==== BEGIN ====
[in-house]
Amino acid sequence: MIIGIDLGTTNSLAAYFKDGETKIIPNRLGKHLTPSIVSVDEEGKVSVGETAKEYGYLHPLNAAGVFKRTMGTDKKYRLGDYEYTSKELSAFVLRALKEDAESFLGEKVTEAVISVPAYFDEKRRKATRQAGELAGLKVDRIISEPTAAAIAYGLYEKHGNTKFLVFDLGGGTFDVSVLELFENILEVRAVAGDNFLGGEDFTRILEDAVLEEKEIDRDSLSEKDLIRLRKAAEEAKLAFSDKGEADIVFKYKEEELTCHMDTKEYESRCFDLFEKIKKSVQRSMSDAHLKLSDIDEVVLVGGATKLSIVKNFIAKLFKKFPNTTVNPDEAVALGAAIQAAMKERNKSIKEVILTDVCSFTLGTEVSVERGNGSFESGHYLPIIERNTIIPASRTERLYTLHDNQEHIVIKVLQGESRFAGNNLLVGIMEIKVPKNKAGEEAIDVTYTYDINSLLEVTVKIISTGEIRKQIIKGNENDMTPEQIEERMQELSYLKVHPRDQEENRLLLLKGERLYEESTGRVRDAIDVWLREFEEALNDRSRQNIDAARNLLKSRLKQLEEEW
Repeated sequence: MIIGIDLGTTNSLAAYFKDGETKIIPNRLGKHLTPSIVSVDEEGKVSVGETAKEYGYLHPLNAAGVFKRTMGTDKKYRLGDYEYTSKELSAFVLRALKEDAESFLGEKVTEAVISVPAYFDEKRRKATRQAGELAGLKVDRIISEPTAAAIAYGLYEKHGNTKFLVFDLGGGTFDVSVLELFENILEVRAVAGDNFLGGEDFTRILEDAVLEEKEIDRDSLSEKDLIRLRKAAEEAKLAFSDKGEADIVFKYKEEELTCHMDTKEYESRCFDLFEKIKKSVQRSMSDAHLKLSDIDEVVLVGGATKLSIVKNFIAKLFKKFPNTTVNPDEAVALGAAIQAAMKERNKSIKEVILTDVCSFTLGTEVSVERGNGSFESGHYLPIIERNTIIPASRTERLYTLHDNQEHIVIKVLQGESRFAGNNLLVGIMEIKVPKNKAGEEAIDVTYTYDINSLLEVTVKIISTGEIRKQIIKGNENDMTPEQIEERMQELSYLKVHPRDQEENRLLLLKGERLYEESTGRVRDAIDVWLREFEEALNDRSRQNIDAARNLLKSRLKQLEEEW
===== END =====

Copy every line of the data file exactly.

[in-house]
Amino acid sequence: MIIGIDLGTTNSLAAYFKDGETKIIPNRLGKHLTPSIVSVDEEGKVSVGETAKEYGYLHPLNAAGVFKRTMGTDKKYRLGDYEYTSKELSAFVLRALKEDAESFLGEKVTEAVISVPAYFDEKRRKATRQAGELAGLKVDRIISEPTAAAIAYGLYEKHGNTKFLVFDLGGGTFDVSVLELFENILEVRAVAGDNFLGGEDFTRILEDAVLEEKEIDRDSLSEKDLIRLRKAAEEAKLAFSDKGEADIVFKYKEEELTCHMDTKEYESRCFDLFEKIKKSVQRSMSDAHLKLSDIDEVVLVGGATKLSIVKNFIAKLFKKFPNTTVNPDEAVALGAAIQAAMKERNKSIKEVILTDVCSFTLGTEVSVERGNGSFESGHYLPIIERNTIIPASRTERLYTLHDNQEHIVIKVLQGESRFAGNNLLVGIMEIKVPKNKAGEEAIDVTYTYDINSLLEVTVKIISTGEIRKQIIKGNENDMTPEQIEERMQELSYLKVHPRDQEENRLLLLKGERLYEESTGRVRDAIDVWLREFEEALNDRSRQNIDAARNLLKSRLKQLEEEW
Repeated sequence: MIIGIDLGTTNSLAAYFKDGETKIIPNRLGKHLTPSIVSVDEEGKVSVGETAKEYGYLHPLNAAGVFKRTMGTDKKYRLGDYEYTSKELSAFVLRALKEDAESFLGEKVTEAVISVPAYFDEKRRKATRQAGELAGLKVDRIISEPTAAAIAYGLYEKHGNTKFLVFDLGGGTFDVSVLELFENILEVRAVAGDNFLGGEDFTRILEDAVLEEKEIDRDSLSEKDLIRLRKAAEEAKLAFSDKGEADIVFKYKEEELTCHMDTKEYESRCFDLFEKIKKSVQRSMSDAHLKLSDIDEVVLVGGATKLSIVKNFIAKLFKKFPNTTVNPDEAVALGAAIQAAMKERNKSIKEVILTDVCSFTLGTEVSVERGNGSFESGHYLPIIERNTIIPASRTERLYTLHDNQEHIVIKVLQGESRFAGNNLLVGIMEIKVPKNKAGEEAIDVTYTYDINSLLEVTVKIISTGEIRKQIIKGNENDMTPEQIEERMQELSYLKVHPRDQEENRLLLLKGERLYEESTGRVRDAIDVWLREFEEALNDRSRQNIDAARNLLKSRLKQLEEEW